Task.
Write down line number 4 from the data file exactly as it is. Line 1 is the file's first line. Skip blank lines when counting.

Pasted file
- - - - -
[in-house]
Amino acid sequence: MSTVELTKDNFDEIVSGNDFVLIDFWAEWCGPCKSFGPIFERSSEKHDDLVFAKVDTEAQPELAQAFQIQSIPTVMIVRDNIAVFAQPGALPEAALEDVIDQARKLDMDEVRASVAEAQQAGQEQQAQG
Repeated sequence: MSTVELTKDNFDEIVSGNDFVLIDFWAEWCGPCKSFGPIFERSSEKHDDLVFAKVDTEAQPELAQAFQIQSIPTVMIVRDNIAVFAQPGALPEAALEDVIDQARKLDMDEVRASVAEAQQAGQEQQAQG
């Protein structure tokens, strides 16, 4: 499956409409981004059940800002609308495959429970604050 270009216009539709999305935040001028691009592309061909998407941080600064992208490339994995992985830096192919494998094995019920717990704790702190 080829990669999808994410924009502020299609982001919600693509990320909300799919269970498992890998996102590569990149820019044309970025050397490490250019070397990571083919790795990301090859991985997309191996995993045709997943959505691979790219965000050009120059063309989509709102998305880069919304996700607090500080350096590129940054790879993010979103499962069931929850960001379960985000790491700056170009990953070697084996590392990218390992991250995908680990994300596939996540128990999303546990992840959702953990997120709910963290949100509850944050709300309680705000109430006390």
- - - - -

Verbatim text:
């Protein structure tokens, strides 16, 4: 499956409409981004059940800002609308495959429970604050 270009216009539709999305935040001028691009592309061909998407941080600064992208490339994995992985830096192919494998094995019920717990704790702190 080829990669999808994410924009502020299609982001919600693509990320909300799919269970498992890998996102590569990149820019044309970025050397490490250019070397990571083919790795990301090859991985997309191996995993045709997943959505691979790219965000050009120059063309989509709102998305880069919304996700607090500080350096590129940054790879993010979103499962069931929850960001379960985000790491700056170009990953070697084996590392990218390992991250995908680990994300596939996540128990999303546990992840959702953990997120709910963290949100509850944050709300309680705000109430006390």